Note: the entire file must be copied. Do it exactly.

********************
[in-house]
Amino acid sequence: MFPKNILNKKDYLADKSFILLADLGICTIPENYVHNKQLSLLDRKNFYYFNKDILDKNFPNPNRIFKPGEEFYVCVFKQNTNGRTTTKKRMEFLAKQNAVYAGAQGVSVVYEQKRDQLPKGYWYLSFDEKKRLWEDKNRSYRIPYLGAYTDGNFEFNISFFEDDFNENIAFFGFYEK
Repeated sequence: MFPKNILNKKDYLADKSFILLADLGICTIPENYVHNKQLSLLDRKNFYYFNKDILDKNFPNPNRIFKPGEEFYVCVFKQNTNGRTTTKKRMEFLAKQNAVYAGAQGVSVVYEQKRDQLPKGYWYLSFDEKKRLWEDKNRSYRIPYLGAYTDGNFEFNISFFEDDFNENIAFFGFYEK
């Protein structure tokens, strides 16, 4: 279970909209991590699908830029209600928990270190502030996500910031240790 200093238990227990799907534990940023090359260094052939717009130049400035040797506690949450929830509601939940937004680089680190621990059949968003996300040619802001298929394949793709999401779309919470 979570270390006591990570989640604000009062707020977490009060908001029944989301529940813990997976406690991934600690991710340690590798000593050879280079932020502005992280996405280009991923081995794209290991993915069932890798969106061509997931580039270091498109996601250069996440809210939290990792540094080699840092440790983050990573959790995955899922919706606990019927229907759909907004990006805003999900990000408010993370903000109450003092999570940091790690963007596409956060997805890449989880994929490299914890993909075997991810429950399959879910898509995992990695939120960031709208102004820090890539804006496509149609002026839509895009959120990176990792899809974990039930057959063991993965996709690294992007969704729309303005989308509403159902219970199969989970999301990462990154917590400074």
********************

[in-house]
Amino acid sequence: MFPKNILNKKDYLADKSFILLADLGICTIPENYVHNKQLSLLDRKNFYYFNKDILDKNFPNPNRIFKPGEEFYVCVFKQNTNGRTTTKKRMEFLAKQNAVYAGAQGVSVVYEQKRDQLPKGYWYLSFDEKKRLWEDKNRSYRIPYLGAYTDGNFEFNISFFEDDFNENIAFFGFYEK
Repeated sequence: MFPKNILNKKDYLADKSFILLADLGICTIPENYVHNKQLSLLDRKNFYYFNKDILDKNFPNPNRIFKPGEEFYVCVFKQNTNGRTTTKKRMEFLAKQNAVYAGAQGVSVVYEQKRDQLPKGYWYLSFDEKKRLWEDKNRSYRIPYLGAYTDGNFEFNISFFEDDFNENIAFFGFYEK
């Protein structure tokens, strides 16, 4: 279970909209991590699908830029209600928990270190502030996500910031240790 200093238990227990799907534990940023090359260094052939717009130049400035040797506690949450929830509601939940937004680089680190621990059949968003996300040619802001298929394949793709999401779309919470 979570270390006591990570989640604000009062707020977490009060908001029944989301529940813990997976406690991934600690991710340690590798000593050879280079932020502005992280996405280009991923081995794209290991993915069932890798969106061509997931580039270091498109996601250069996440809210939290990792540094080699840092440790983050990573959790995955899922919706606990019927229907759909907004990006805003999900990000408010993370903000109450003092999570940091790690963007596409956060997805890449989880994929490299914890993909075997991810429950399959879910898509995992990695939120960031709208102004820090890539804006496509149609002026839509895009959120990176990792899809974990039930057959063991993965996709690294992007969704729309303005989308509403159902219970199969989970999301990462990154917590400074």